Immigration and Mental Health

By Tim Fromla

As more than 2500 children are separated from their parents, and as far as several thousands of miles, the toll brought upon the children can leave a lasting scar. Because of the zero-tolerance policy by the Trump Administration, folks seeking asylum.

The effects upon these children are mind-numbing as you hear a cacophony of fear and anger as the children are screaming for their mothers and fathers, while in custody. Click. Even the APA (American Psychological Association) is imploring the Trump Administration to return the kids to their parents, as long-lasting damage is done to those who cannot comprehend why they were separated.

Even children as young as one year old will experience PTSD. Imagine being a one-year-old in front of a judge during a federal hearing? As an adult, it can be never-wracking. Now imagine being a five-year-old alone in a court with no rights to an attorney?

There is a report of adoption after the parents are deported, according to the Intercept. Many times the family came here seeking asylum from violence, but because, Attorney General Jeff Session said that victims of gang violence or domestic violence are no longer qualifiers for those seeking shelter, the children will no longer see their birth parents and live with some stranger with whom they do not know.

It’s sad to see this happening. Many are saying that these people came here illegally, and the President said that the people are rapists and murderers, but the immigrants seeking refugee did not break the law and are doing everything legally. While those in D.C. are violating the Constitution, it is the children who are suffering.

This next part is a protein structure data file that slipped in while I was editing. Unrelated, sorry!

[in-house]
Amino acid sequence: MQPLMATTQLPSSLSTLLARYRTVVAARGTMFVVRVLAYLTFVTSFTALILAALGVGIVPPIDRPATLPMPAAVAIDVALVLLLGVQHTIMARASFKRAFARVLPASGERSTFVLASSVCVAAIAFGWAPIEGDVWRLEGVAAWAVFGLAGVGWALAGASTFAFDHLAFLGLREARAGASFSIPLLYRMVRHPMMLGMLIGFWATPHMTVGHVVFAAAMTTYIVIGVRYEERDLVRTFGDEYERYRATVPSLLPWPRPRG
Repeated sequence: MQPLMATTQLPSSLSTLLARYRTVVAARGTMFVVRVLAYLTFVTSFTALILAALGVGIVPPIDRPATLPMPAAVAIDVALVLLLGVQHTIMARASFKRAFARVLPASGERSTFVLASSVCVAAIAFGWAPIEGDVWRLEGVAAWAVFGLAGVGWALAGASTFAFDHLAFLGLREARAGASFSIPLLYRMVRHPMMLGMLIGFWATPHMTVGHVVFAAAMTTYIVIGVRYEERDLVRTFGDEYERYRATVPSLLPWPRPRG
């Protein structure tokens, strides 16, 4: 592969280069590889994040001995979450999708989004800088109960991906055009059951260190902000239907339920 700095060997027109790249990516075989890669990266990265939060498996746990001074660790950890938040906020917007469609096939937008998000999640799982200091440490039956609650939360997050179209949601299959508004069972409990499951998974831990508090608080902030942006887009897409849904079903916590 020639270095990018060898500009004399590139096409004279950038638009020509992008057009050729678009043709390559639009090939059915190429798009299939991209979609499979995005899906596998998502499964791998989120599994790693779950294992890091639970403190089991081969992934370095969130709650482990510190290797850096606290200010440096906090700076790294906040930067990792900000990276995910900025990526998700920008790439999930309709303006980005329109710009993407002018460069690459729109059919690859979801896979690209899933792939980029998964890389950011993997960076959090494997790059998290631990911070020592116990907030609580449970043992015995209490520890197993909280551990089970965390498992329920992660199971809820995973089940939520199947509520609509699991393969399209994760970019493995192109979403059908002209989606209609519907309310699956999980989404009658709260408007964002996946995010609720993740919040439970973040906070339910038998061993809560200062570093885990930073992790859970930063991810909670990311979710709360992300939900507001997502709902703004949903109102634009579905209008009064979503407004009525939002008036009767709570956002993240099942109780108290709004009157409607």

According to DSM-5 diagnostic code 309.21, the definition of separation anxiety is:

Separation and anxiety disorder is a DSM-5 (Diagnostic and Statistical Manual of Mental Disorders, 5th Ed.) diagnosis assigned to individuals who have an unusually strong fear or anxiety to separating from people they feel a strong attachment to. The diagnosis is given only when the distress associated with the separation is unusual for an individuals developmental level, is prolonged and severe. The need to stay in close proximity to caretakers can make it difficult for children with this disorder to go to school, stay at friends houses or be in a room by themselves. In adults it can make normal developmental activities like moving away from home, getting married or being an independent person very difficult.

Symptoms of Separation and Anxiety Disorder

  • Unusual distress at the discussion or experience of being parted from their attachment figure.

  • Excessive fears that harm will befall their attachment person.

  • Persistent worry of an unexpected event that could lead to separation from the attachment figure.

  • Refusal to leave the attachment figure.

  • Excessive fear of being alone.

  • Nightmares about separation.

  • Anxiety about sleeping and being separated from the attachment figure.

  • Physical complaints when separation is immanent.

There are also accusations of children given antidepressants to calm them down. It took me six months to get my prescription after six months of cognitive behavior therapy, and as an adult, I feel much better because of this. The anxiety these children are facing is separation, but to calm them down, they are forced to take meds without the possibility of therapy? Meds that were not designed or tested to be used for children?  The source of their problem is separation and prescribing powerful antidepressants would not be necessary if they were never separated.

Psychologists and psychiatrists warn that even if the children are back together with their parents, it would take years of therapy to treat these kids and who knows what will happen if they are released.

 

Mental Health First Aid

By Michelle Wagner